Elon Musk offers NASA high-tech SpaceX suits to get humans to the moon by 2024

Elon Musk has said he is ready to help kit out NASA with spacesuits after the agency revealed it was behind schedule in producing them, potentially delaying the planned moon landing for 2024.

A report from NASA’s Inspector General Office made it clear that funding problems due to the coronavirus pandemic and technical issues had meant that they were behind schedule on the new spacesuits.

Now they are not expected to be ready until April 2025, further delaying the moon mission.

The report also said that the spacesuits would cost more than £847 million.

But Musk said he would be ready to jump in and help out if asked.

He responded to a tweet by journalist Michael Sheetz about the NASA report by writing: “SpaceX could do it if need be.”

Then on another post about the large number of companies providing parts for the spacesuits, Musk was critical about the process.

He wrote: “Seems like too many cooks in the kitchen.”

The spacesuits are just one of the problems that NASA is facing over its planned moon mission that are causing delays.

There has also been difficulties arising in the development of a lunar lander to put astronauts on the surface of the moon.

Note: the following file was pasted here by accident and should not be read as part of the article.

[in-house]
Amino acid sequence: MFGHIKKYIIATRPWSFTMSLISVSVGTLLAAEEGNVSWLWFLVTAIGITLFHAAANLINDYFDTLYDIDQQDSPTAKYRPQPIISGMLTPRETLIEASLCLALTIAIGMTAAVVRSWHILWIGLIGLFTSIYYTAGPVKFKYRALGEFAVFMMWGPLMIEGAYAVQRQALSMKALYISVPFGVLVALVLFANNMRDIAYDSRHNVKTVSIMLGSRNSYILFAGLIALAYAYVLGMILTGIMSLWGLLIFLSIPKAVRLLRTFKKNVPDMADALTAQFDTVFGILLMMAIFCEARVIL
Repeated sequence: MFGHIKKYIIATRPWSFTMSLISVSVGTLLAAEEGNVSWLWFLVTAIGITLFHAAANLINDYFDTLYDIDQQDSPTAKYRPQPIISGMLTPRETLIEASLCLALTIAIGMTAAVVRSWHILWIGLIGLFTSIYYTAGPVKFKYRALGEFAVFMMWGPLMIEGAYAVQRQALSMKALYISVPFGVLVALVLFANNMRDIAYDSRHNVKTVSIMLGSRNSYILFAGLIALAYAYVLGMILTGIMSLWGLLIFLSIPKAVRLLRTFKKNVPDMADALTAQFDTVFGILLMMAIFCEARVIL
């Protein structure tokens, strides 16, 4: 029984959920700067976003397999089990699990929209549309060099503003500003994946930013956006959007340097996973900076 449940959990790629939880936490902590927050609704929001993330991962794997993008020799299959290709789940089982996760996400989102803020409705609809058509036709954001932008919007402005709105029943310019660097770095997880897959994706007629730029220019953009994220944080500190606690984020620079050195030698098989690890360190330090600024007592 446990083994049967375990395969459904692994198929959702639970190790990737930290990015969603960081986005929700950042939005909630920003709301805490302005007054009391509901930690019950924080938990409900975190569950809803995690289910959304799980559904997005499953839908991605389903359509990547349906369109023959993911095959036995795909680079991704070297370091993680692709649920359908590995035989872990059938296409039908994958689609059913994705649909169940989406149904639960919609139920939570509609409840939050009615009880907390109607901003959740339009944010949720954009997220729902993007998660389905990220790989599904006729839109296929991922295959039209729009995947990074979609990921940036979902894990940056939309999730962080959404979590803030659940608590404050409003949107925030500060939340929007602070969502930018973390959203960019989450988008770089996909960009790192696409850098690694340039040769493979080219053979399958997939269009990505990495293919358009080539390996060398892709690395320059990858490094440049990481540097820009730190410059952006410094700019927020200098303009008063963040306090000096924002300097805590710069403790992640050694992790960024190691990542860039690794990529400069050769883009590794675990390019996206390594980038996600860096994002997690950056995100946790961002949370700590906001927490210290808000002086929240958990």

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NASA had chosen SpaceX to make the spacecraft to put astronauts back on the Moon – but Jeff Bezos’ Blue Origin and Dynetics have both complained about the selection process which has now been postponed.

"NASA's current schedule is to produce the first two flight-ready xEMUs [Exploration Extravehicular Mobility Unit] by November 2024, but the Agency faces significant challenges in meeting this goal," reads the report titled NASA's Development of Next-Generation Spacesuits.

"This schedule includes approximately a 20-month delay in delivery for the planned design, verification, and testing suit, two qualification suits, an ISS Demo suit, and two lunar flight suits.

"These delays—attributable to funding shortfalls, COVID-19 impacts, and technical challenges—have left no schedule margin for delivery of the two flight-ready xEMUs."

The US space agency is looking to develop two types of spacesuits, with the intravehicular worn inside a spacecraft, and extravehicular suits which is put on for exploring outside.

NASA has already spent £303million on spacesuit development since 2007, before the advent of its Artemis programme, and it aims to invest approximately £451million more through to 2025, according to the report.

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